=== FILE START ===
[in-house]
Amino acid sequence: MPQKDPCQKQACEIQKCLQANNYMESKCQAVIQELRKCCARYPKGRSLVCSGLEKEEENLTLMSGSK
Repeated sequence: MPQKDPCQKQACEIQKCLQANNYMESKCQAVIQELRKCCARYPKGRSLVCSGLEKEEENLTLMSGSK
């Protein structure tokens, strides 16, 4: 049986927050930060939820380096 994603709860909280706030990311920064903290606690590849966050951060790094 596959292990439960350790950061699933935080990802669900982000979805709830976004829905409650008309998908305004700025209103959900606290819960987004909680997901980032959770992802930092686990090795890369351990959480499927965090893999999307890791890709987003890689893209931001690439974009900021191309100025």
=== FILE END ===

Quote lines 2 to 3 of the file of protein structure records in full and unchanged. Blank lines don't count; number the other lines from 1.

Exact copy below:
Amino acid sequence: MPQKDPCQKQACEIQKCLQANNYMESKCQAVIQELRKCCARYPKGRSLVCSGLEKEEENLTLMSGSK
Repeated sequence: MPQKDPCQKQACEIQKCLQANNYMESKCQAVIQELRKCCARYPKGRSLVCSGLEKEEENLTLMSGSK